Justice Dalava Subrahmanyam Commission

Following the judgment of Justice Sudarshan Reddy Bench of High Court, the State Government issued G.O.Ms.No.57 on 18.11.2004 while exercising powers conferred by Section 3 of the Andhra Pradesh Commission for Backward Classes Act, 1993 (Act 20 of 1993) to reconstitute the B.C. Commission. It was headed by Justice Dalava Subrahmanyam, a retired Judge of High Court and with four other members.

The terms of reference given were as follows:

  1. Examine requests for inclusion of any class of citizens as a backward class in the lists and hear complaints of over-inclusion or under-inclusion of any Backward Class in such list and tender such advice to the Government as it deems appropriate;
  2. Examine and make recommendations on any other matter relating to the backward classes that may be referred to it by the Government from time to time.”

On 25.11.2004, Government wrote a letter to the Member Secretary of the A.P.Commission for Backward Classes, Hyderabad. It gave a reference to the judgment in Muralidhar Rao’s case and quoted directions given by the Court, which have been referred to hereinabove, and thereafter, wrote to the Commission, “In view of the above directions, I am to inform you that, Government after careful examination of the issue, decided to seek the opinion of the Commission under section 9(1) of the A.P. Commission for Backward Classes Act, 1993 (Act 20 of 1993), whether to include Muslim community within the purview of Backward Classes of citizens under Articles 15(4) and 16(4) of the Constitution. I am, therefore, to communicate the following material and request you to furnish the advice of the Commission to the Government, as it deem appropriate at the earliest.”

Thereafter, the Commission took upon the task of examining whether Muslims, as a community, could be declared Backward Class citizens under Articles 15(4) and 16(4) of the Constitution.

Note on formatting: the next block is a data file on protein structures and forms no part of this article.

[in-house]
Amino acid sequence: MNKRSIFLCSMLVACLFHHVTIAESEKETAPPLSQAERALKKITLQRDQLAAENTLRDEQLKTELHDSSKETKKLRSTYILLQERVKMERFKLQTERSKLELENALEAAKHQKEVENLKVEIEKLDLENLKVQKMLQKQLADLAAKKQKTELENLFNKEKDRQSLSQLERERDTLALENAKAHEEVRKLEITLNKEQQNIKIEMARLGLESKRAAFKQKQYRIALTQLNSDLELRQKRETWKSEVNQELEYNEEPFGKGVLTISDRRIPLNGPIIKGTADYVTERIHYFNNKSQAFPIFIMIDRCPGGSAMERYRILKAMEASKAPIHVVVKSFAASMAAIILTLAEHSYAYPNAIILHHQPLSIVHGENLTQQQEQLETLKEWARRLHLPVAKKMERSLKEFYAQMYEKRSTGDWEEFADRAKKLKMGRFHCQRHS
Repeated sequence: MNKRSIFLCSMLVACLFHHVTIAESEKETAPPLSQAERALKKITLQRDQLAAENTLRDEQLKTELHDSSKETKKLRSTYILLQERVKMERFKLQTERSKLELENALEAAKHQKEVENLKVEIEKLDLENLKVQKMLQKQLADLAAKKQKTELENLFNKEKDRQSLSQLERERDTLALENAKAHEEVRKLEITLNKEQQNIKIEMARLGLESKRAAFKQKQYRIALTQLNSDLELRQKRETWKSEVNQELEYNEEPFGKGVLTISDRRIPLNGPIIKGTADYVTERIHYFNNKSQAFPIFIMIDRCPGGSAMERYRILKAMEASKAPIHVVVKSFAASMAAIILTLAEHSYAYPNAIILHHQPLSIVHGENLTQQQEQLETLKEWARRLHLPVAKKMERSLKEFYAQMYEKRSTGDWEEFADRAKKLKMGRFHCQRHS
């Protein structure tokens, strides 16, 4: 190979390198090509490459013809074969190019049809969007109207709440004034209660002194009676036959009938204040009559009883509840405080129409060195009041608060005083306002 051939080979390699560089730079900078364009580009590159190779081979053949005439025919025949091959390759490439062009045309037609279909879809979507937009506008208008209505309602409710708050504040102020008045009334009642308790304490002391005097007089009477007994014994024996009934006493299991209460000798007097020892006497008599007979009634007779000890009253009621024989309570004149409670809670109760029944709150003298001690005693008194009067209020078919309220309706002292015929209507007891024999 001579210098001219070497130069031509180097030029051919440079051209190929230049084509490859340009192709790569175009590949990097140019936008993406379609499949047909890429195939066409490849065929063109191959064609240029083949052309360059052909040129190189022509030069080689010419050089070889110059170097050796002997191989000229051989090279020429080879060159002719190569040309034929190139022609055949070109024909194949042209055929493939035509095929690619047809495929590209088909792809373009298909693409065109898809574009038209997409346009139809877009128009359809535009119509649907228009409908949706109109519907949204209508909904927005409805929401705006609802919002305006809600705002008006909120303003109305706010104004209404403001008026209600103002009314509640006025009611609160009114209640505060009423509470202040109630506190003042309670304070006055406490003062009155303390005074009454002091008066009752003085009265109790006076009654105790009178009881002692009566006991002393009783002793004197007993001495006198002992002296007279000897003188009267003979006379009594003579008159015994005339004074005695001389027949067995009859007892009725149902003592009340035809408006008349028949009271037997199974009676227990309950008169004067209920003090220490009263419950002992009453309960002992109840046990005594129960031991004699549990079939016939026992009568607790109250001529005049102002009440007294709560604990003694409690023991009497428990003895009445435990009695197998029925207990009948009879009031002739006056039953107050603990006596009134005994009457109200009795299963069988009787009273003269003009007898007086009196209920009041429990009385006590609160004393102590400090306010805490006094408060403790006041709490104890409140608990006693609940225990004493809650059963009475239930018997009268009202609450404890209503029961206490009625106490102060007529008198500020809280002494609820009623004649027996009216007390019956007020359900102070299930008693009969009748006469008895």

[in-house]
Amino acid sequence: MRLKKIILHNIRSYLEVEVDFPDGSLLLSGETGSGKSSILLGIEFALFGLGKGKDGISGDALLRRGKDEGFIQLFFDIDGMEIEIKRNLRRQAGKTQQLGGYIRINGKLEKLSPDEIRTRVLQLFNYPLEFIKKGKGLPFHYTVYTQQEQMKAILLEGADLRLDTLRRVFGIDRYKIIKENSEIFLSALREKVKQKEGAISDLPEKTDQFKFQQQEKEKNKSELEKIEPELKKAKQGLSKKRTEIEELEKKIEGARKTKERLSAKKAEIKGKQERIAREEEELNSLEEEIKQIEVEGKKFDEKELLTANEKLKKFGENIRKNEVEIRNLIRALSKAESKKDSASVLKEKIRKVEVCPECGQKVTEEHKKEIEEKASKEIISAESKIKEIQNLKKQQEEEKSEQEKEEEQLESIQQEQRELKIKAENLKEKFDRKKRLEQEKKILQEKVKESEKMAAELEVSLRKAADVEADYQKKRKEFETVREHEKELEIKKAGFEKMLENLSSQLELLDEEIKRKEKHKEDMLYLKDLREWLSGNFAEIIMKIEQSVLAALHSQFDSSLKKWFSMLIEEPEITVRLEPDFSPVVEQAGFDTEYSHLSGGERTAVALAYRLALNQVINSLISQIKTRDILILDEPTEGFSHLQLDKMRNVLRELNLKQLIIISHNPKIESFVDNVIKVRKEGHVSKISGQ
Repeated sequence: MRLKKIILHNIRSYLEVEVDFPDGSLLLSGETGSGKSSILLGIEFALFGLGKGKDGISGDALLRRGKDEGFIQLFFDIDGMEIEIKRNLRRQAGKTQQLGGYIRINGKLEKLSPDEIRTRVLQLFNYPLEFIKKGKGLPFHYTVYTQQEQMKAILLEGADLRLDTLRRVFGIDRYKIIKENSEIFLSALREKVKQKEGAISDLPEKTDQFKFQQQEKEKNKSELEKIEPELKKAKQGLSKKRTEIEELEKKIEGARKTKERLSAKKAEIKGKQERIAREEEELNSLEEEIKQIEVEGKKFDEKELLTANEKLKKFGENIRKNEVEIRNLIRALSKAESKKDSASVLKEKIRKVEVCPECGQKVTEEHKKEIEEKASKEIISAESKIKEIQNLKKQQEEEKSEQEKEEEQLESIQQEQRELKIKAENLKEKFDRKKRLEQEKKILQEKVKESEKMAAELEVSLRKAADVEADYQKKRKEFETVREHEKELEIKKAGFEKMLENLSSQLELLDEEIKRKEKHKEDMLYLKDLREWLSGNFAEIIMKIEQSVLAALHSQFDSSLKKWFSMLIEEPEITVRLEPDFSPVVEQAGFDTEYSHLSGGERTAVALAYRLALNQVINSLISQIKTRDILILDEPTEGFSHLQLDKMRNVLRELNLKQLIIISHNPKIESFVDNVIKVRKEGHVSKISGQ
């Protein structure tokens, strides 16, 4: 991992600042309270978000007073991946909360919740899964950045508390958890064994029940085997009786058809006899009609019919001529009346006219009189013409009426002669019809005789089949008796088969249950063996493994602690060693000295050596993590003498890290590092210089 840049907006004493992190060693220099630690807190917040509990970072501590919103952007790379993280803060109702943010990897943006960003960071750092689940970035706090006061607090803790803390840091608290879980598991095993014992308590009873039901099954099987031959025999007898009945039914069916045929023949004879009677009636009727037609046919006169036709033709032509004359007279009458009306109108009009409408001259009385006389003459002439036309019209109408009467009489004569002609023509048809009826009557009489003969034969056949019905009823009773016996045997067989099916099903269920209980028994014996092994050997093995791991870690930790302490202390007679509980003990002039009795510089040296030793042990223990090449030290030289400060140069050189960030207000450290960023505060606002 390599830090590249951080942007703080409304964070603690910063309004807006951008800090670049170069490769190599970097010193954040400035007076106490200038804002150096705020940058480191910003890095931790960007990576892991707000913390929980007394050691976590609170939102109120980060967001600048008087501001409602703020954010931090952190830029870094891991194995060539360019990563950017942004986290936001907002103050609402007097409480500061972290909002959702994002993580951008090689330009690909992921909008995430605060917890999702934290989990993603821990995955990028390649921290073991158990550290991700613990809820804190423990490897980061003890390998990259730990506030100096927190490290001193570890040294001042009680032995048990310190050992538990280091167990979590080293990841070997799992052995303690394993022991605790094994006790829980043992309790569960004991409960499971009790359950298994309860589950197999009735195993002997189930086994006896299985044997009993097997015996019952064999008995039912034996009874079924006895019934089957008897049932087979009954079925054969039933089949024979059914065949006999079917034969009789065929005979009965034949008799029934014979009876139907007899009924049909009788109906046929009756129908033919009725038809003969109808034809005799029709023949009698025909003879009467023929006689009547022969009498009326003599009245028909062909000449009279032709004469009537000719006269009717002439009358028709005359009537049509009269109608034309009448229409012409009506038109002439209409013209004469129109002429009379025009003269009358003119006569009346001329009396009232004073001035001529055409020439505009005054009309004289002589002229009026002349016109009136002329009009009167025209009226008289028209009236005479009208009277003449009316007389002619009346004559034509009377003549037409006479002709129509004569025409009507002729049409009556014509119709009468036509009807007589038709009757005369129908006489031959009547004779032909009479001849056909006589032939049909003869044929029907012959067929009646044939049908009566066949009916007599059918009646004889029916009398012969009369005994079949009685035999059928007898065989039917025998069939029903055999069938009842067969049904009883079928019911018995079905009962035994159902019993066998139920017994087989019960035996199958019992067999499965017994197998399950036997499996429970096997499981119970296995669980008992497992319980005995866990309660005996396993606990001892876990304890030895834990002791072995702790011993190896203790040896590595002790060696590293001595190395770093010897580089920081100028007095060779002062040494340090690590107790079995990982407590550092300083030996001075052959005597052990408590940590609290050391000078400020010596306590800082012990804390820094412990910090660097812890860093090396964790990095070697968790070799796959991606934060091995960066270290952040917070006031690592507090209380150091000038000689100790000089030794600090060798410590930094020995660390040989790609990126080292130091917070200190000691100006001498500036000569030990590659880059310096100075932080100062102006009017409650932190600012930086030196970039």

After receiving reference, the B.C. Commission called for representations/objections/suggestions from the public with regard to the claim of Muslim community. A notification was issued intimating dates of public hearing at different places.

The Commission conducted public hearing at Hyderabad on 24.01.2005 and at various places at Anantapur, Guntur, Karimnagar, Kurnool, Mahaboobnagar, Nizamabad, Vijayawada and Visakhapatnam till 17.05.2005. It has conducted personal inspection of various localities, interacted with individuals and took videographs and photographs of the living conditions of Muslims. Then it took up the exercise of adopting criteria for determining the social backwardness of Muslims.

As a first step, the Commission examined criteria adopted by previous Commissions, namely, Anantharaman Commission, Muralidhar Rao Commission and Mandal Commission and formulated its own criteria purportedly dealing with social, educational, economic and political aspects besides employment and occupational aspects. Thereafter, the Commission gathered data.

The primary data was collected with regard to the educational backwardness through the Department of Backward Classes Welfare, which employed hundred Assistant Backward Classes Welfare Officers (ABCWOs) who collected the enrolment particulars of students from 540 schools in 300 Mandals, the said sample survey formed the primary data. Insofar as the other data is concerned, the B.C. Commission gathered secondary data from National Sample Survey Organisation (NSSO) from its published report.

This data was in relation to distribution of persons by general education among Muslims in comparison with all other non-Muslim groups, school attendance rate per thousand persons, work force religion wise and persons employed and unemployed. Secondary data from A.P. Residential Educational Society, Department of Higher Education and other data published by other organizations for the purpose of study of admission patterns in Intermediate, Graduation and Professional Courses, was also collected.

On analysis by the method it adopted, the Commission came to the conclusion that Muslim community is educationally and socially backward and they are not adequately represented in public employment. Accordingly, the Commission submitted its report titled as “Report on inclusion of Muslim Community in the list of Backward Classes in the State of Andhra Pradesh” to the Government on 14.06.2005.

Accepting the recommendations, the State promulgated the Ordinance on 21.06.2005. This would show that the B.C. Commission commenced its work on 24.01.2005 (its first public hearing) at Hyderabad and completed the public hearing on 17.05.2005 and thereafter within a period of less than one month, submitted its report to the Government.

The Government a week thereafter promulgated Ordinance declaring all the members of Muslim community as backward class.